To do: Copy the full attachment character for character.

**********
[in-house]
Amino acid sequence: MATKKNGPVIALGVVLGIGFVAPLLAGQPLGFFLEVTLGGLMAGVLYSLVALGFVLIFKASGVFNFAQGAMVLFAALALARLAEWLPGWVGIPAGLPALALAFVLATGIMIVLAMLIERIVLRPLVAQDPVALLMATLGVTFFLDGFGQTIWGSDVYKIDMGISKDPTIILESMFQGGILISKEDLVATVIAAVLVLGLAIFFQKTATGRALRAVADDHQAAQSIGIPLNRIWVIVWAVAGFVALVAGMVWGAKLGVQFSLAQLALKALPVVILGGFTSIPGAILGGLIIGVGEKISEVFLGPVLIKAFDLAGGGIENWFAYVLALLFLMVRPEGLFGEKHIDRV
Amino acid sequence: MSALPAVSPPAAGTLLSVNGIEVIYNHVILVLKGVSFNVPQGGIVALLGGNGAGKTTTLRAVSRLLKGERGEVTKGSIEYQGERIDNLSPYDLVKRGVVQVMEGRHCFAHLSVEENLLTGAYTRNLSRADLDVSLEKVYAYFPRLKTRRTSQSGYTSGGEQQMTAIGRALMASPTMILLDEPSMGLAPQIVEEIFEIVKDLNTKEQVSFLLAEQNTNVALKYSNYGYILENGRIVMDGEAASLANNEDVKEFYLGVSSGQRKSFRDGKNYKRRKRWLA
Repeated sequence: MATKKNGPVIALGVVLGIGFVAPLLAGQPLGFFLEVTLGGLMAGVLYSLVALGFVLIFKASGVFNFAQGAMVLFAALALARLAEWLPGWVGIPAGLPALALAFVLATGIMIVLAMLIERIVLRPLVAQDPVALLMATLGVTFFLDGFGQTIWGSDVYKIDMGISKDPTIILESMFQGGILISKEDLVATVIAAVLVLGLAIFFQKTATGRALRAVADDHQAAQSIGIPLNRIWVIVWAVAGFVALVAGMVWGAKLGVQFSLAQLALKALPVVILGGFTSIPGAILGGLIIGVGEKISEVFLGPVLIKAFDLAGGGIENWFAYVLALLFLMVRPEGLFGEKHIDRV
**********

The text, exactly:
[in-house]
Amino acid sequence: MATKKNGPVIALGVVLGIGFVAPLLAGQPLGFFLEVTLGGLMAGVLYSLVALGFVLIFKASGVFNFAQGAMVLFAALALARLAEWLPGWVGIPAGLPALALAFVLATGIMIVLAMLIERIVLRPLVAQDPVALLMATLGVTFFLDGFGQTIWGSDVYKIDMGISKDPTIILESMFQGGILISKEDLVATVIAAVLVLGLAIFFQKTATGRALRAVADDHQAAQSIGIPLNRIWVIVWAVAGFVALVAGMVWGAKLGVQFSLAQLALKALPVVILGGFTSIPGAILGGLIIGVGEKISEVFLGPVLIKAFDLAGGGIENWFAYVLALLFLMVRPEGLFGEKHIDRV
Amino acid sequence: MSALPAVSPPAAGTLLSVNGIEVIYNHVILVLKGVSFNVPQGGIVALLGGNGAGKTTTLRAVSRLLKGERGEVTKGSIEYQGERIDNLSPYDLVKRGVVQVMEGRHCFAHLSVEENLLTGAYTRNLSRADLDVSLEKVYAYFPRLKTRRTSQSGYTSGGEQQMTAIGRALMASPTMILLDEPSMGLAPQIVEEIFEIVKDLNTKEQVSFLLAEQNTNVALKYSNYGYILENGRIVMDGEAASLANNEDVKEFYLGVSSGQRKSFRDGKNYKRRKRWLA
Repeated sequence: MATKKNGPVIALGVVLGIGFVAPLLAGQPLGFFLEVTLGGLMAGVLYSLVALGFVLIFKASGVFNFAQGAMVLFAALALARLAEWLPGWVGIPAGLPALALAFVLATGIMIVLAMLIERIVLRPLVAQDPVALLMATLGVTFFLDGFGQTIWGSDVYKIDMGISKDPTIILESMFQGGILISKEDLVATVIAAVLVLGLAIFFQKTATGRALRAVADDHQAAQSIGIPLNRIWVIVWAVAGFVALVAGMVWGAKLGVQFSLAQLALKALPVVILGGFTSIPGAILGGLIIGVGEKISEVFLGPVLIKAFDLAGGGIENWFAYVLALLFLMVRPEGLFGEKHIDRV